Personally, I find it difficult to believe that it has been ten years that we - and, obviously, Paul and their family - have been without Linda. It seems a lot more recent than that and yet the dates don't lie.
The upcoming photographic exhibition in London is a very appropriate way to remember Linda's art and creativity, but there aren't many days that go by during which I don't hear Linda's vocals on one of Paul's tracks and I was reminded (by listening to Bill do a satirical version of Dear Boy on Strawberry Fields Radio) just how difficult some of those vocals were. Although perhaps not the most gifted or natural musician in the world, she was able to make valuable contributions to Paul's music and it has to be said that, without Linda's vocals, Paul's music for almost three decades would have sounded quite different - certainly the feel of it.
The one piece of music I know that Linda is solely responsible for is the bridge in Live And Let Die, the reggae-ish "What does it matter to ya?" bit. It's cool knowing that Linda wrote that bit, because it really helps make the song the classic that it is. Although I'm not exactly in love with Cook Of The House, it has a great deal of charm and, indeed, the Linda McCartney album Wide Prairie is surprisingly good. I listened to it today as a tribute to Linda.
Another huge part of Linda's influence on the world was her love of animals and commitment to vegetarianism. With her name and recipies, she helped launch a range of vegetarian ready meals and foods which, even today, still bears her name and led to many competitors springing up. I seem to remember someone interviewing her and asking if she was concerned about competitors and she replied something to the effect that she was just happy that there was more vegetarian food on the market. That was what mattered to her, not the profits, although I'm sure the McCartneys didn't exactly want to make a loss.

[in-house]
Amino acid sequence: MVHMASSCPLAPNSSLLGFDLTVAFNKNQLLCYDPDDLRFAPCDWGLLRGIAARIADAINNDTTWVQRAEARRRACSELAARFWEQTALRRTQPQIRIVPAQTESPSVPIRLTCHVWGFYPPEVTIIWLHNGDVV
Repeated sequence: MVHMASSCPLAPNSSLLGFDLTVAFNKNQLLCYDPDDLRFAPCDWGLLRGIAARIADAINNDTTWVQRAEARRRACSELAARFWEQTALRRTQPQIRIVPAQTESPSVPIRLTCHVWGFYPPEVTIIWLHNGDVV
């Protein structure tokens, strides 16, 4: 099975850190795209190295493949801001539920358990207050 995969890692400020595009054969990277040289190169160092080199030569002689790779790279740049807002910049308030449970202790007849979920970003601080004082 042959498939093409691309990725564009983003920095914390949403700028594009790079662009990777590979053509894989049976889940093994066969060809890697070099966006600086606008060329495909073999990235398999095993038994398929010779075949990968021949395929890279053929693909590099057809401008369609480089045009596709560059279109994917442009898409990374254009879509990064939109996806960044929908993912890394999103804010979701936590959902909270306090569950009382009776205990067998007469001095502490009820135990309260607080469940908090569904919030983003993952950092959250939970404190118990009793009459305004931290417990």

Watching her in interviews alongside Paul - they just made such a great team. Linda would field questions on behalf of Paul and deal with them with warmth and wit. They were obviously very compatible and, although they both had their baggage, they soon became the very model of a loving, caring, devoted couple and I certainly remember, when I was growing up, hoping that I had that kind of thing with someone when I was older. I'm sure, like any married couple, they had their rough times, but they were strong and their love was both inspiring and genuine. I think the past ten years without her has proved - if the fact needed proof, that is - just how good Linda was for Paul.
Anyway, those are my personal thoughts about Linda. I admired her greatly, loved - and aspired to - the kind of relationship and family life she and Paul enjoyed and miss her because of the kind person she was, the art that she produced and because my heart hurts for Paul that he lost somebody so very close to him, so very irreplaceable. Miss you, Linda.